It seems as though these days, an award in Hollywood isn’t particularly hard to come by. While there are inspirational moments of achievement, representation and legacy, there are also often a myriad of celebrities who simply scratch their nose and they’re bequeathed an Oscar or Tony.
However, there’s another awards ceremony that exists in Tinseltown, one I’m much more interested in. And that is, the annual Golden Raspberry awards, or as they’re more commonly known, the Razzies. Each year, this parodic event celebrates the absolute worst performances of the year. Before we unpack 2023’s nominees together, let’s first take a brief look at where the concept for the nonconformist event came from.
The infamous award show was co-founded by UCLA film graduates Mo Murphy and John J. B. Wilson, with the first ceremony occurring on 31 of March 1981. The idea came after Wilson saw a 99-cent double feature of Can’t Stop the Music and Xanadu and pondered on his drive home that the two movies deserved to be awarded for their low quality—along with other films that he had not been impressed by from 1980. He evidently considered himself an expert on the matter, considering he’d consumed a plethora of film and TV during his job producing trailers.
So, the following year, Wilson held a potluck dinner at his home in Hollywood on the night of the 53rd Academy Awards and afterwards passed ballots regarding the worst in film. His friends were then invited to give award presentations in his living room.
As stated on the Razzies’ Wikipedia page, “Wilson stood at a lectern made of cardboard in a tacky tuxedo, with a foam ball attached to a broomstick as a fake microphone, and announced Can’t Stop the Music as the first Golden Raspberry Award Winner for Worst Picture.”
The ceremony, which seemingly was only supposed to be some lighthearted fun among film enthusiasts, quickly gained the attention of local papers and was even covered by local newspapers, culminating in a mention in the Los Angeles Daily News.
By the fourth annual event, the Razzies had attracted major national coverage. Now, with the 43rd ceremony almost upon us, let’s recap some of the juiciest nominees.
Based on the life and death of American icon and sexual pioneer Marilyn Monroe, the biopic Blonde was one of the most controversial films of 2022. Criticised for both its depiction and obsession with female pain, alongside its graphic interpretations of abortion and sexual assault—it’s unsurprising that the Andrew Dominik-directed feature film has been nominated for a total of eight awards at this year’s Razzies.
Blonde is not the first, nor will it be the last, film which attempts to cash in on Monroe’s legacy. However, it’s safe to say that audiences were overwhelmingly disappointed with the insensitive and offensive approach.
After the film was released on Netflix, netizens took to the internet to express their dismay—with many stating how they found the film unwatchable and impossible to stomach.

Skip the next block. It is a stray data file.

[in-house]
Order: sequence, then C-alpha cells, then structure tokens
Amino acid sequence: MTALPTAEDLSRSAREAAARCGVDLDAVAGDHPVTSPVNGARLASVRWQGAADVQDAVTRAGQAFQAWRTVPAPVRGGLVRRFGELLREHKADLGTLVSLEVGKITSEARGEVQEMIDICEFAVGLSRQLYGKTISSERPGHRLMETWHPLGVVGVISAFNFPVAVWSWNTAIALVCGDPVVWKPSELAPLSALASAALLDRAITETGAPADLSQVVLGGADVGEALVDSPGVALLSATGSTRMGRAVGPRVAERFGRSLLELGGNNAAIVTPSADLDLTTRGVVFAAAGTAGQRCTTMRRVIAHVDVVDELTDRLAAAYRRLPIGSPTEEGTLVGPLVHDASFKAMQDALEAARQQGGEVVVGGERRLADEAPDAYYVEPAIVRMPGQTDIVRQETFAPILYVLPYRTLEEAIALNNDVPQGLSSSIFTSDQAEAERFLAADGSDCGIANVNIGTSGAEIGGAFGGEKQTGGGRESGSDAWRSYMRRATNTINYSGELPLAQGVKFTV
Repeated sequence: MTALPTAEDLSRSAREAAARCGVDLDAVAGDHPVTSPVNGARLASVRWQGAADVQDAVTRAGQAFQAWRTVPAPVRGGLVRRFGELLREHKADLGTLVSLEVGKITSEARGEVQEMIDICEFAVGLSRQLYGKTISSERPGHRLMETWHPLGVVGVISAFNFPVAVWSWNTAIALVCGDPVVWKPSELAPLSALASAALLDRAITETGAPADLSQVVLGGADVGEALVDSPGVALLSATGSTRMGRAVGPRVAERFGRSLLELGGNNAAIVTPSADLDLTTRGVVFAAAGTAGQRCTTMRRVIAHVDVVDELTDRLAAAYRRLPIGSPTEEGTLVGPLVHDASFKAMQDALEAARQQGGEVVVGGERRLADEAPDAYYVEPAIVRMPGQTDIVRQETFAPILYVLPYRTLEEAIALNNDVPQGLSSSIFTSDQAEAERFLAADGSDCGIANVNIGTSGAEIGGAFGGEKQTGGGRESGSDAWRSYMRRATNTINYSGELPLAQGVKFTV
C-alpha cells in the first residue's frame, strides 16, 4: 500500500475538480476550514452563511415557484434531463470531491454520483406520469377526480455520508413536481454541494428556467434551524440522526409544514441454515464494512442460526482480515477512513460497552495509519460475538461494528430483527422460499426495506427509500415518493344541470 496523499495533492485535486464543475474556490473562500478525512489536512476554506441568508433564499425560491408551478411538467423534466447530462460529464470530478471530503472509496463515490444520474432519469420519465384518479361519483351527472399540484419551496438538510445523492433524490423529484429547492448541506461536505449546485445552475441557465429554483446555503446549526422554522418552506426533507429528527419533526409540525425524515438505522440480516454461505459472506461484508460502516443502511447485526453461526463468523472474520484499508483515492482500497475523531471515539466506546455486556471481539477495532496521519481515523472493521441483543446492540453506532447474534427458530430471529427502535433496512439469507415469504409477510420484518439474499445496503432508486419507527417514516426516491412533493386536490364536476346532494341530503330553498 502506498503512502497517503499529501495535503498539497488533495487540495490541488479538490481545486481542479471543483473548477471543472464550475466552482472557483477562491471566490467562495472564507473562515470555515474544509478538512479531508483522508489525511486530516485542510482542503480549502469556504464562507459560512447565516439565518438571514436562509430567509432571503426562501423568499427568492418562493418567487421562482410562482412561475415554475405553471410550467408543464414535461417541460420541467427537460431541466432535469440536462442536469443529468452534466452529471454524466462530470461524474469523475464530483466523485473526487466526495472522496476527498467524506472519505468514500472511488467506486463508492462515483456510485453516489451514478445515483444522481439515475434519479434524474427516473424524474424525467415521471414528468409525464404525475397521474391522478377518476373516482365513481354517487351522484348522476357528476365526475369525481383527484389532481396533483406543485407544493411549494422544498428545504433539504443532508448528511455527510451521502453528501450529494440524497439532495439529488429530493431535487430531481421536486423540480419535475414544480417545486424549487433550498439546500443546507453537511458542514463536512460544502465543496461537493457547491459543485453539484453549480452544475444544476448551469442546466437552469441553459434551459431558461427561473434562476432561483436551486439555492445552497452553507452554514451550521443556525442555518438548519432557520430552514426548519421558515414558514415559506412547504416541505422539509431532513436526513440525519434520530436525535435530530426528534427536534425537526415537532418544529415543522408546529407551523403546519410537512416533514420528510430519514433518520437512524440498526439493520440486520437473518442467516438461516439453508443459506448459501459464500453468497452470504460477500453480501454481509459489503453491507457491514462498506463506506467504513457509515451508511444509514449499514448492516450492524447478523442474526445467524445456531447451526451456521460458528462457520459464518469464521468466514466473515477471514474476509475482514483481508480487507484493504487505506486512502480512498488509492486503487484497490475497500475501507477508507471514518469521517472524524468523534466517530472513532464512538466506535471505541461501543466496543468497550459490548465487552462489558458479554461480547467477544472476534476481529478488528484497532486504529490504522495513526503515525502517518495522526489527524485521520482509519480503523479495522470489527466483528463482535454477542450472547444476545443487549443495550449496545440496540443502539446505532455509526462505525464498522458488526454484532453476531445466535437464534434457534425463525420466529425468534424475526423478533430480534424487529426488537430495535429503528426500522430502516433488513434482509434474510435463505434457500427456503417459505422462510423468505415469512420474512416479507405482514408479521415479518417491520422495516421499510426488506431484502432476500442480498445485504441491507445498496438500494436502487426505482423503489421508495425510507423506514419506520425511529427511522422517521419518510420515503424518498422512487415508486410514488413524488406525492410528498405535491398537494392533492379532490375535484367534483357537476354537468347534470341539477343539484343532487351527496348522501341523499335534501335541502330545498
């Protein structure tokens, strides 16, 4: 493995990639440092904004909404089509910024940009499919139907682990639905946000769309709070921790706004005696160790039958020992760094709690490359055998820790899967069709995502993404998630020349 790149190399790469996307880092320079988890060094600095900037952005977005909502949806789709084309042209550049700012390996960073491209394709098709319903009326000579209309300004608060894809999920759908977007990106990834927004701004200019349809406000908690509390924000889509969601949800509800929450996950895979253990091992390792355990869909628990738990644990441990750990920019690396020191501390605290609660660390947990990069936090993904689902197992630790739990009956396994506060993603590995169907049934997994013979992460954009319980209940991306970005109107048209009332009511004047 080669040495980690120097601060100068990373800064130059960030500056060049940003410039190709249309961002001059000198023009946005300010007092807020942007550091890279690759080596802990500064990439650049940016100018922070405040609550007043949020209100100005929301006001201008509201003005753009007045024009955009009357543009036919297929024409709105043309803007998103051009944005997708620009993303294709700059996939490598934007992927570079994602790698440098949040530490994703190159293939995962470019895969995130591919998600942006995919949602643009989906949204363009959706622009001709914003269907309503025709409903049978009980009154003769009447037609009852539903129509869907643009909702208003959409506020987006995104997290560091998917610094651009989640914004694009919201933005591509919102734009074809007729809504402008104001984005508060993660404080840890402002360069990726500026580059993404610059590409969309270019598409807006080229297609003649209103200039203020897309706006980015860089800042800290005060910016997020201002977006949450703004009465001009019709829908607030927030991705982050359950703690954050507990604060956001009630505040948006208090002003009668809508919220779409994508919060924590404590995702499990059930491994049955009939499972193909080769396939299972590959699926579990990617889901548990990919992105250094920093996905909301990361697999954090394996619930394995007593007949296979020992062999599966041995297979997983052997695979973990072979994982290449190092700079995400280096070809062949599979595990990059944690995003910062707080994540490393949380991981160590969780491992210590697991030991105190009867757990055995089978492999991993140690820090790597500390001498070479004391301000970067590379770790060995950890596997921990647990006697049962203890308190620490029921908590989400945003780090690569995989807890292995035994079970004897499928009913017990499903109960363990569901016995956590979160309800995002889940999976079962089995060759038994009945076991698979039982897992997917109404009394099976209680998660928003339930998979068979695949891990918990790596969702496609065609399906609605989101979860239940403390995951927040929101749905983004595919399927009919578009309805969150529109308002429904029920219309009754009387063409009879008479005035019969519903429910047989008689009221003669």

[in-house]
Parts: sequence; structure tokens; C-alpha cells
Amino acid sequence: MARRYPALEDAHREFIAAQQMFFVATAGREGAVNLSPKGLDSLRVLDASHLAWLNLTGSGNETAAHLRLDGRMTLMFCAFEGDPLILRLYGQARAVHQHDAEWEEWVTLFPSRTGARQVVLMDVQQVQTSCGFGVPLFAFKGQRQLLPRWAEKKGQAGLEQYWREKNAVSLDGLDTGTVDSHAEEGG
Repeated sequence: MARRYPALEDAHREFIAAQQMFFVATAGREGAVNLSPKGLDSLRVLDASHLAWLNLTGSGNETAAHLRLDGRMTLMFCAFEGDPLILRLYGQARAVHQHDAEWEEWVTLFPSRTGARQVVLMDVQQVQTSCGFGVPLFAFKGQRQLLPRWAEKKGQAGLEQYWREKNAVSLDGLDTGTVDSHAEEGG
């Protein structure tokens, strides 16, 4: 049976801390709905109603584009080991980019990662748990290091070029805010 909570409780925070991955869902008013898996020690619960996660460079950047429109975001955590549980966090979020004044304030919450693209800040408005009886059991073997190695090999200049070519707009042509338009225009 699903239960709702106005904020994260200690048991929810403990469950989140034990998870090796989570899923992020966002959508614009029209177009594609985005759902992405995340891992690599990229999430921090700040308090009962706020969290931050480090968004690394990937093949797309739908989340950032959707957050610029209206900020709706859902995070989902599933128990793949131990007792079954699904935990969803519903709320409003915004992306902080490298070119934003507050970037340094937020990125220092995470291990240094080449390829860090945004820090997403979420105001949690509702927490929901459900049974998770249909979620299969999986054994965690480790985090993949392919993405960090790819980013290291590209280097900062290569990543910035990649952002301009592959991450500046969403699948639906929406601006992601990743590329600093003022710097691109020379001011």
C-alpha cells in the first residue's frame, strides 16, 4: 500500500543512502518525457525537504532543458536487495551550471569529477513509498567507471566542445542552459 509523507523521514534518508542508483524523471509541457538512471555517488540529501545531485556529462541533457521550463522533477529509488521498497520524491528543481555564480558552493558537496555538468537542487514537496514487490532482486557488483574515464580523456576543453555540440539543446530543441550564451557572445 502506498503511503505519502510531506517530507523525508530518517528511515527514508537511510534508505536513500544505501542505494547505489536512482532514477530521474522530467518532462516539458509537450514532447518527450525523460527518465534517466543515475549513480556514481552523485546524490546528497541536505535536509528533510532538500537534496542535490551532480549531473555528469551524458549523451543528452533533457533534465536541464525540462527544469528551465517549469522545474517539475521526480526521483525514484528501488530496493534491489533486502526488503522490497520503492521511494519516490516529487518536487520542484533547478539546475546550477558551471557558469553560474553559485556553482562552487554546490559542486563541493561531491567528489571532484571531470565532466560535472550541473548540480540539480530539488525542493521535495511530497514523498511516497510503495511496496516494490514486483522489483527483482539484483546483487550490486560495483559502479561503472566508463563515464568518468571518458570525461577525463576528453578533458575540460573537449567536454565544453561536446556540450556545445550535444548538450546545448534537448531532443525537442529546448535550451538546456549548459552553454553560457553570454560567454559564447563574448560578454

“Tried to watch Netflix’s Blonde. Couldn’t stomach more than about 20 minutes of the nearly three-hour length. Those 20 minutes were nothing but cruel and heartbreaking. Absolutely unwatchable,” wrote one user.
Another user went on to criticise how a specific scene involving sexual assault was portrayed: “Saw Blonde and turned it off in record time. Graphically showing rape on screen is not in any way a meaningful way to portray the horrors of sexual assault. Please, I’m btartegging you, leave this woman alone and quit slapping SA [sexual abuse] survivors and women in the face.”
Other criticisms involving the film primarily revolve around societal discourse condemning production companies for profiting off the lives and traumas of public figures—the upcoming biopic exploring the life of Amy Whinehouse has faced such backlash.
While he might be considered the friendliest man in the neighbourhood, veteran actor Tom Hanks is clearly public enemy number one in the eyes of the Razzie awards committee. The Toy Story star received three nominations, including worst supporting actor for his role in Baz Lurhmann’s Elvis and worst actor for Disney’s Pinocchio.
It seems the success of Elvis—which scored Austin Butler his first award win for Best Actor at the Golden Globes—didn’t wow the Razzie judges enough to protect Hanks from the infamous event.
Disney’s live-action remake of Pinocchio, which featured Hanks as woodcarver Geppetto, received terrible reviews from industry insiders and audiences alike. The film itself earned a total of six nominations—not completely surprising considering the film has a measly score of 28 per cent on Rotten Tomatoes.
After becoming one of the worst-reviewed movies of 2022, it’s no wonder why Morbius was nominated for several Razzies this year.
Musician, actor and highly controversial individual Jared Leto’s portrayal of Dr. Michael Morbius did not leave fans impressed. Right from opening weekend, the Sony picture tanked at the box office, earning less than any Marvel Cinematic Universe (MCU) movie in history. Things only got worse from there as critics and fans alike trashed the film from production effects to the storyline—or lack of.
Matt Smith, Adria Arjona, Jared Harris, Al Madrigal, and Tyrese Gibson all joined Leto on set, but despite such a promising cast, the movie was still dubbed a major flop.
And the Razzies certainly felt the same way, with Morbius receiving a total of five nominations for worst picture, worst actor, worst supporting actress, worst director and worst screenplay.
If, like us, you can’t wait to see some of these movies win these well-deserved awards, be sure to tune in to the event on 11 March.